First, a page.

© 2023 University of Missouri - KBIA
Play Live Radio
Next Up:
0:00 0:00
Available On Air Stations

Missouri secretary of state seeking dismissal of voter ID lawsuit

Carolina Hidalgo | St. Louis Public Radio

Updated at 3:30 p.m. with ACLU comment — Missouri Secretary of State Jay Ashcroft filed a motion Tuesday to dismiss a lawsuit against the state’s new voter ID law.

In a statement, Ashcroft said the certified results of the Aug. 8 special elections in two legislative districts showed that "Missouri’s photo voter ID law works.”

The law took effect June 1. Days later, the American Civil Liberties Union of Missouri and the Advancement Project filed a lawsuit in Cole County on behalf of the Missouri NAACP and the League of Women Voters. 

The suit argued that Ashcroft’s office wasn’t fully funding the implementation of the law, which was to include “mandated funding for voter education, free voter IDs and birth certificates and training of poll workers.”

“When you look at the lawsuit that was brought against us, they never even claimed that it stopped anyone from being able to vote," Ashcroft said. "We’ve had all these elections and we’ve proven that the claims they made were without merit."

The ACLU of Missouri's legal director, Tony Rothert, said in a statement: “Results from a few, low-turnout elections this summer does not mean that the state has done its job of adequately educating voters on the new law, or provided the means for people to get their new IDs. The real threat to electoral integrity is that too many eligible voters don't vote, not that ineligble people are casting votes when they shouldn't."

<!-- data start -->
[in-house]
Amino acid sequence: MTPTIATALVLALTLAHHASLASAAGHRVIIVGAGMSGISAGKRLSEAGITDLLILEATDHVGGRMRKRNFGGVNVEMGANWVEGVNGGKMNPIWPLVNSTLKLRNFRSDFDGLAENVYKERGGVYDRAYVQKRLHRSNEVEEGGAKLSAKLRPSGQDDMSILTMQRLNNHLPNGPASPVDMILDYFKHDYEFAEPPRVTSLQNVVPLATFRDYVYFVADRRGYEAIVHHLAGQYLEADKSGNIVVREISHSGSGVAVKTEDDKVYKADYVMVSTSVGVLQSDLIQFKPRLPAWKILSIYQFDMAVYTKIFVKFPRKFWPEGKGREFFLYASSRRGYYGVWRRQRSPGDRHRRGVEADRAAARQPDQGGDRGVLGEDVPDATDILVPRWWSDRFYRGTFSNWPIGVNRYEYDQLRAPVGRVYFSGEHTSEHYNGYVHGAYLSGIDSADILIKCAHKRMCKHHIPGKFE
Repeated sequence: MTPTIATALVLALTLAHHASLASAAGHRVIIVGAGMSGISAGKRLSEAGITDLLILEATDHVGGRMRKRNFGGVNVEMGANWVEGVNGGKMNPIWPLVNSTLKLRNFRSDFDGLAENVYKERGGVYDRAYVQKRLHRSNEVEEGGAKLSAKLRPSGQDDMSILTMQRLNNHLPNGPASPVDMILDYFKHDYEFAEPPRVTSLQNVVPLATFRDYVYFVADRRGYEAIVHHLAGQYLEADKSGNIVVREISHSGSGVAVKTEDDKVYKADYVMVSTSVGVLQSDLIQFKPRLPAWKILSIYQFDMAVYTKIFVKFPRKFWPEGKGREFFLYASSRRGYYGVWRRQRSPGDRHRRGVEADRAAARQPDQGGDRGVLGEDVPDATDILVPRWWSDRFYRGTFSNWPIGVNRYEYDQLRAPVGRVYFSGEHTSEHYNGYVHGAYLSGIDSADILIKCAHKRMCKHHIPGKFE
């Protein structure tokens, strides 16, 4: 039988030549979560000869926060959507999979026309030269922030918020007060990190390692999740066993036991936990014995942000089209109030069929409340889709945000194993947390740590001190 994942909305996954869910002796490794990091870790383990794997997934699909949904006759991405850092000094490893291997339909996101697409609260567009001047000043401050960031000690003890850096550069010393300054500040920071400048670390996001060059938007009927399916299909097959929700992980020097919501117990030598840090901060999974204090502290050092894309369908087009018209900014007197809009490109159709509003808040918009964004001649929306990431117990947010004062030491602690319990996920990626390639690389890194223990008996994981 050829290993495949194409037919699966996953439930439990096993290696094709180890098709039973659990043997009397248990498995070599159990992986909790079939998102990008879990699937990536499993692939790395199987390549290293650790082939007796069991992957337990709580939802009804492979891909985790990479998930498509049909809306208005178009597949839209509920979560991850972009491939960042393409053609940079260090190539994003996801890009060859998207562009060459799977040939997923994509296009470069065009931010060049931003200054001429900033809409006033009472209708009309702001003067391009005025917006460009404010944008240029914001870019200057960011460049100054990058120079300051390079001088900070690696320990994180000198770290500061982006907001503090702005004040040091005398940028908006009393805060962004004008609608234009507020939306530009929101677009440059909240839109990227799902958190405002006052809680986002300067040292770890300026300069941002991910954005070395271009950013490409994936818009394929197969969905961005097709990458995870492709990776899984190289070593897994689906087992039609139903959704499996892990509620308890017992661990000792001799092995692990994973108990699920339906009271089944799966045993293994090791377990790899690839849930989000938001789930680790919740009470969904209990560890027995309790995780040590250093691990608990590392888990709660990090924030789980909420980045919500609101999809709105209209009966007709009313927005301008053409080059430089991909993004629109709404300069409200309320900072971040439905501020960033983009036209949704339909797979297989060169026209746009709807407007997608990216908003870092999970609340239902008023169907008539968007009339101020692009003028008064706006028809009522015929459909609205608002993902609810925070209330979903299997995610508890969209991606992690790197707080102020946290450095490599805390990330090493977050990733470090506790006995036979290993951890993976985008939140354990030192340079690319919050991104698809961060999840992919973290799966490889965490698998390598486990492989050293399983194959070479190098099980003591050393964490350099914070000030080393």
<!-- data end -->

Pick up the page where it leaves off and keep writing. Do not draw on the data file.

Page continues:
Missouri is one of 33 states, many with Republican legislatures and governors, to have some sort of voter ID law which has been touted as an effort to prevent voter fraud.

Follow Marshall and Erica on Twitter: @marshallgreport and @ehunzinger

Copyright 2021 St. Louis Public Radio. To see more, visit St. Louis Public Radio.

Erica Hunzinger brings several years of editing experience to the politics and education team. Before landing in St. Louis, Erica spent five years on The Associated Press' Central Region desk, handling a wide variety of topics with special emphasis on state government and agriculture and food supply. She also has been a sports copy editor at The News & Observer in Raleigh, North Carolina, and an assistant news editor at The News Journal in Delaware. Erica holds a master's degree in humanities from the University of Chicago (poetry) and bachelor's in journalism from the University of Missouri-Columbia. If you can't find her, try looking at Busch Stadium — or any other ball diamond in the region.
Marshall Griffin
St. Louis Public Radio State House Reporter Marshall Griffin is a native of Mississippi and proud alumnus of Ole Miss (welcome to the SEC, Mizzou!). He has been in radio for over 20 years, starting out as a deejay. His big break in news came when the first President Bush ordered the invasion of Panama in 1989. Marshall was working the graveyard shift at a rock station, and began ripping news bulletins off an old AP teletype and reading updates between songs. From there on, his radio career turned toward news reporting and anchoring. In 1999, he became the capital bureau chief for Florida's Radio Networks, and in 2003 he became News Director at WFSU-FM/Florida Public Radio. During his time in Tallahassee he covered seven legislative sessions, Governor Jeb Bush's administration, four hurricanes, the Terri Schiavo saga, and the 2000 presidential recount. Before coming to Missouri, he enjoyed a brief stint in the Blue Ridge Mountains, reporting and anchoring for WWNC-AM in Asheville, North Carolina. Marshall lives in Jefferson City with his wife, Julie, their dogs, Max and Liberty Belle, and their cat, Honey.